As hospice and palliative care matures as a field, we will naturally face growing pains, which can be traumatic for the patients and families who fall through our cracks. In this 3-part series on Changing the Narrative Around “Bad Deaths”, I’ll look at some of the issues, how we can respond, and how professionals and lay persons can all work to make a difference.
Part I–The Dynamics We Face
As a hospice chaplain, bereavement counselor, and collector and teller of stories, I hear a lot of awful ones about bad deaths, made much more traumatic by the fact that they need not have been, for anyone involved.
My colleagues and I absolutely cringe when we hear these stories because that’s exactly what we so very passionately dedicate our lives to prevent. It drives us nuts when it happens.
Hospice and palliative care is devoted to managing symptoms and providing comfort for not only the patient’s body but also the heart, mind, and soul of everyone involved, including family and other loved ones.
When we hear the horror stories, we often want to push back against them to defend the field and our heart’s work,
“Oh, you just had a bad palliative team, most of them are great…”
“If only she had received hospice care…”
Without meaning to, we deflect their very real experience and lingering pain caused by a complicated death when we do that.
They don’t care that we, the medical community, get it right for everyone else. THEIR loved one had a crappy ending, and the complicated grief of such a nightmare of sights and sounds and smells and hours to weeks of feelings of helplessness, the lingering guilt about not being able to do more and second-guessing themselves in hindsight for not pushing more, aren’t diminished by our hasty defense of the field.
We humans do this. We don’t want someone to think less of a group of people, especially our own, and so we quickly tell the person harmed that their situation is an outlier, which can leave them feeling that their grief has been diminished, brushed aside, or skimmed over and ignored.
We’re even more quick to do this about things near and dear to us or when we feel personally attacked and accused by the person speaking their truth out of their understanding of the experience.
Certainly, there are a LOT of misunderstandings lay persons sometimes have about the dying process that can play into this whole dynamic:
No, we don’t give their grandmother morphine and kill her, we finally get her out of pain and comfortable so she can finally relax, let go, and die as her body has wanted to do for hours or days.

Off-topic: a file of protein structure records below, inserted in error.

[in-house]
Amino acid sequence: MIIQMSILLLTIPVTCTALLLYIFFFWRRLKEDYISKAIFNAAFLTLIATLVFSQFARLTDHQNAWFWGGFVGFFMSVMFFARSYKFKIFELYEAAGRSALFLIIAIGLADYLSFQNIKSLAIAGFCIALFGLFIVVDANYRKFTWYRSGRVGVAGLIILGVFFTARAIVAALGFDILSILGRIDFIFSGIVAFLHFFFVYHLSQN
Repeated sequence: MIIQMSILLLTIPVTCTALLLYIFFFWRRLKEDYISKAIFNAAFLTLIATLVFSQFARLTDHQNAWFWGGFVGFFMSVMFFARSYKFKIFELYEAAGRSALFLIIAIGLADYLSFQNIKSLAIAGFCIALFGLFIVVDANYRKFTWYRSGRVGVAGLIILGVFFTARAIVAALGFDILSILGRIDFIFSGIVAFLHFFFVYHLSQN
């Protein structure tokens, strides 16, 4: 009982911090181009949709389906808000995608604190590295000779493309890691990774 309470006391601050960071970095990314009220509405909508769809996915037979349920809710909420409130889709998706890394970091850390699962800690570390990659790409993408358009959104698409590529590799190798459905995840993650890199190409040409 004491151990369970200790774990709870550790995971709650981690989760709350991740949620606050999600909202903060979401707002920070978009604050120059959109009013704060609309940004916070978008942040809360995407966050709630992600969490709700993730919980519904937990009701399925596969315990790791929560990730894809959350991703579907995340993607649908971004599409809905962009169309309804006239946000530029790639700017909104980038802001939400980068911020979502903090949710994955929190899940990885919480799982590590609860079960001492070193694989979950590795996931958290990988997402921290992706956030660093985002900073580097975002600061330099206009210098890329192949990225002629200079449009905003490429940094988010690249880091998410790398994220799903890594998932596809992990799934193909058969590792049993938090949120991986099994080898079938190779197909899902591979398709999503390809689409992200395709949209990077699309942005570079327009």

No, we don’t let them choke to death, since most terminal secretions are simply saliva they forget or can no longer swallow, making the loud snoring sound that can alarm families and can sound like they’re strangling when they aren’t.
No, we don’t starve them or let them die of thirst, but instead protect their bodies from the food and fluid that they can no longer process and, if forced in through tubes or IVs or spoonfuls of jello, will spoil in and hurt their bellies or squeeze around their heart and lungs in fluid overload.
A lack of education and emotional support that allows families to be misinformed in these ways can be just as traumatic, and is just as much our responsibility, as actual service failures.
But what we need when we’ve experienced a trauma, and witnessing a loved one have a complicated death IS traumatic, is compassionate listening, empathy, validation of our experience, and normalization of our feelings.
“I’m so sorry that was your experience” goes a lot further than, “Oh, it usually doesn’t happen that way”.
“That never should have happened to you guys. I so wish folks had shown up better for all of you, in the way you deserved. It breaks my heart that didn’t happen for you.”
We do not need someone to explain to us, at least at first, why we’re wrong and why what we experienced isn’t what happened. Maybe down the road they can hear possible alternative explanations to their situation, but in the acute stages of grief we’re usually not ready to hear it without feeling the other person is gaslighting us, denying our experience and pain.
We must be honest that failures do happen in our field.
And, let’s be clear, sometimes we really DO drop the ball, and badly!: